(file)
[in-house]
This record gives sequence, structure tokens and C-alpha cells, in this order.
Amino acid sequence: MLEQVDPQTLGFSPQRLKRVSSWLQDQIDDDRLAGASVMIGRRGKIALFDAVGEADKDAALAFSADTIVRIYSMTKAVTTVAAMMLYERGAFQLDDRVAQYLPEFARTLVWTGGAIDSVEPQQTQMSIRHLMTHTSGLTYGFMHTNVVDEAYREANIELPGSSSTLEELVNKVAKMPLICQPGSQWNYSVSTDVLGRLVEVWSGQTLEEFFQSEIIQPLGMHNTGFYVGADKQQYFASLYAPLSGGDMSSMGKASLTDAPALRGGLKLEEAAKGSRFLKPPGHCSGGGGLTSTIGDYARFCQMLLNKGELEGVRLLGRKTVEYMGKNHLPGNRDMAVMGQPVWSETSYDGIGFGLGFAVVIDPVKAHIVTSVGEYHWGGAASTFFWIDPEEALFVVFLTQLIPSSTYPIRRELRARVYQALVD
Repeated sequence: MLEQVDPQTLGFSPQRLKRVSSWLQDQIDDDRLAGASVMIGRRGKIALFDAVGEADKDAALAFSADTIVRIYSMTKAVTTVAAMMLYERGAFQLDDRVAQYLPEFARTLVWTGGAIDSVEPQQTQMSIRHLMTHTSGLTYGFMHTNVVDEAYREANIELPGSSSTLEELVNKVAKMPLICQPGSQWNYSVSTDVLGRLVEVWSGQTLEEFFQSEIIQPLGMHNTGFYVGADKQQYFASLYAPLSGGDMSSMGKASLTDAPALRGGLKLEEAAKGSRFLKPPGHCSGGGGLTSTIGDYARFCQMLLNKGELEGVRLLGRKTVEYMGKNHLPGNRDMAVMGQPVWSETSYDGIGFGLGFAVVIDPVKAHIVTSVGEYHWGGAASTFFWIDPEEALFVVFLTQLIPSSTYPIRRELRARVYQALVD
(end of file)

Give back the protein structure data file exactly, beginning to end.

[in-house]
This record gives sequence, structure tokens and C-alpha cells, in this order.
Amino acid sequence: MLEQVDPQTLGFSPQRLKRVSSWLQDQIDDDRLAGASVMIGRRGKIALFDAVGEADKDAALAFSADTIVRIYSMTKAVTTVAAMMLYERGAFQLDDRVAQYLPEFARTLVWTGGAIDSVEPQQTQMSIRHLMTHTSGLTYGFMHTNVVDEAYREANIELPGSSSTLEELVNKVAKMPLICQPGSQWNYSVSTDVLGRLVEVWSGQTLEEFFQSEIIQPLGMHNTGFYVGADKQQYFASLYAPLSGGDMSSMGKASLTDAPALRGGLKLEEAAKGSRFLKPPGHCSGGGGLTSTIGDYARFCQMLLNKGELEGVRLLGRKTVEYMGKNHLPGNRDMAVMGQPVWSETSYDGIGFGLGFAVVIDPVKAHIVTSVGEYHWGGAASTFFWIDPEEALFVVFLTQLIPSSTYPIRRELRARVYQALVD
Repeated sequence: MLEQVDPQTLGFSPQRLKRVSSWLQDQIDDDRLAGASVMIGRRGKIALFDAVGEADKDAALAFSADTIVRIYSMTKAVTTVAAMMLYERGAFQLDDRVAQYLPEFARTLVWTGGAIDSVEPQQTQMSIRHLMTHTSGLTYGFMHTNVVDEAYREANIELPGSSSTLEELVNKVAKMPLICQPGSQWNYSVSTDVLGRLVEVWSGQTLEEFFQSEIIQPLGMHNTGFYVGADKQQYFASLYAPLSGGDMSSMGKASLTDAPALRGGLKLEEAAKGSRFLKPPGHCSGGGGLTSTIGDYARFCQMLLNKGELEGVRLLGRKTVEYMGKNHLPGNRDMAVMGQPVWSETSYDGIGFGLGFAVVIDPVKAHIVTSVGEYHWGGAASTFFWIDPEEALFVVFLTQLIPSSTYPIRRELRARVYQALVD